She is in a per­fect place, a short drive from her fam­ily and Sun­day din­ners. The path here started at 18. If she never sum­moned the nerve to leave U-Conn., she may never have dis­cov­ered her­self or found joy in the game. Delle Donne had to hate bas­ket­ball be­fore she could love it again.

“As hard as it was to go through, I’m glad I went through it,” Delle Donne said. “Be­cause it’s made me into the per­son I am and taught me so much about fol­low­ing my heart, what’s im­por­tant to me. It just helped me to grow.”

Pas­sion, then obli­ga­tion

Ernie Delle Donne, a 6-6 for­mer Columbia bas­ket­ball player who mar­ried a 6-2 woman named Joan, first brought his youngest daugh­ter to Noonan’s gym when she was a se­cond-grader. Delle Donne was tall for her age and possessed rare co­or­di­na­tion for her size. She had picked up the game fol­low­ing around her older brother, Gene, and Ernie won­dered whether she wouldn’t ben­e­fit from ad­di­tional coach­ing.

Noonan ran her through some drills. Af­ter a cou­ple min­utes, he glanced at Ernie and mouthed, “What the hell?”

“She was play­ing like a fresh­man in high school,” Noonan said.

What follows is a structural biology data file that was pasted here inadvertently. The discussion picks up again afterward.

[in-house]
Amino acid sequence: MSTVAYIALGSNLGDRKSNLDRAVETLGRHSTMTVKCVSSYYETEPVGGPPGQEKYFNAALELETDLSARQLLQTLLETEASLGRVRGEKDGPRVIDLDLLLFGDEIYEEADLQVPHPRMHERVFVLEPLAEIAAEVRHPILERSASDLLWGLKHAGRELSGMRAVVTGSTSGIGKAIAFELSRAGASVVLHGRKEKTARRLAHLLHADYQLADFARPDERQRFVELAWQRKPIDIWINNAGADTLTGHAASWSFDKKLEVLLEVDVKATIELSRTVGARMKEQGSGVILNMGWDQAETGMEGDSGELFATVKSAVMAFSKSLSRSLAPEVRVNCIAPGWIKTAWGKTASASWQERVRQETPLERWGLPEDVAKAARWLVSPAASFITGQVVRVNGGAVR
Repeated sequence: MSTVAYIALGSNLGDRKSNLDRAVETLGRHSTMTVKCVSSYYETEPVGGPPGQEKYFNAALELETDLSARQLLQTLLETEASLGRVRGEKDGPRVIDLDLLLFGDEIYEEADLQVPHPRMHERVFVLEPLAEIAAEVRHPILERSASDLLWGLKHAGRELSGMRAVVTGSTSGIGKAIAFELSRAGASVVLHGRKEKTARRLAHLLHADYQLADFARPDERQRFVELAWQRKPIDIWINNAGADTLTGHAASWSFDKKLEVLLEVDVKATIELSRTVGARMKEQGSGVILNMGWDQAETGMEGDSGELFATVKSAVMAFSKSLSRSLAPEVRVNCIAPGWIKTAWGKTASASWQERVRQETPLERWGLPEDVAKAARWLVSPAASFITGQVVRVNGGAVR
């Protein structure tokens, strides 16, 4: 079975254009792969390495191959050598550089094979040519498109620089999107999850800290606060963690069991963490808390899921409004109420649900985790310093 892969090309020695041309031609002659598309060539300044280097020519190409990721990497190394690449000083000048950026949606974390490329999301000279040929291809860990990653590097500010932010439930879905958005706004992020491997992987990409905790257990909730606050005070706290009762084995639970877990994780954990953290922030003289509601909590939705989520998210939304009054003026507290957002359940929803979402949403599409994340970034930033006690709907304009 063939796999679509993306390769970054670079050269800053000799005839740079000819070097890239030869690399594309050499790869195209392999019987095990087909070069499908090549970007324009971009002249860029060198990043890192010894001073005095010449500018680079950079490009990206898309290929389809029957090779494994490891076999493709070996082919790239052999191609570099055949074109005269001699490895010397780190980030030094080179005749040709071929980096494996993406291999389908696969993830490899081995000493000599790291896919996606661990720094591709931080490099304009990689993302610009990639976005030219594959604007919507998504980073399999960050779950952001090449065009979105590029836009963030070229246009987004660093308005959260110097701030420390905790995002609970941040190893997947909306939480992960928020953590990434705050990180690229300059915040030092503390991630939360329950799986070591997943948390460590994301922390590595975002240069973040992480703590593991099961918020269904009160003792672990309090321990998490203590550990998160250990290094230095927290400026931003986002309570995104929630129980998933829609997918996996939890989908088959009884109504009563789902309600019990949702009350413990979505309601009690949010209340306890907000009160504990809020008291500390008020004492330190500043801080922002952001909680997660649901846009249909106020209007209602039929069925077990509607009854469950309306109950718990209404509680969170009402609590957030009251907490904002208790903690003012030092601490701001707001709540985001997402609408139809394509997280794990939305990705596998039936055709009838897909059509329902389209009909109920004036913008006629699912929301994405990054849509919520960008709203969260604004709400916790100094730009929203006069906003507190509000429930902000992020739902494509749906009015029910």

Noonan drilled foot­work and ball­han­dling, in­tent on mak­ing sure coaches couldn’t stick Delle Donne in the paint just be­cause of her size. She fell in love with train­ing. She would run be­fore school, lift weights be­fore prac­tice, then work with Noonan af­ter. She would de­cide she needed a break and tell Noonan she wanted two weeks off, then call two days later to ask when they could meet in the gym. She feared some­body was work­ing harder, even at a young age, and be­came de­ter­mined not to let it hap­pen.

The work made her a prodigy. She signed her first au­to­graph in fifth grade. By eighth grade, she started on the var­sity at Ur­su­line Academy in Wilm­ing­ton and had be­come the top re­cruit in the coun­try. She scored 50 points in the Delaware state ti­tle game as a sopho­more. Be­fore her se­nior sea­son, Sports Il­lus­trated com­pared her to Dirk Now­itzki and Diana Taurasi.

“To me, that may have been the first time you saw any­body that tall be able to play like that,” Con­necti­cut Coach Geno Auriemma said. “To­day, you might say there’s a cou­ple play­ers like that out there. Back then at the time, there just wasn’t any­body like that at all.”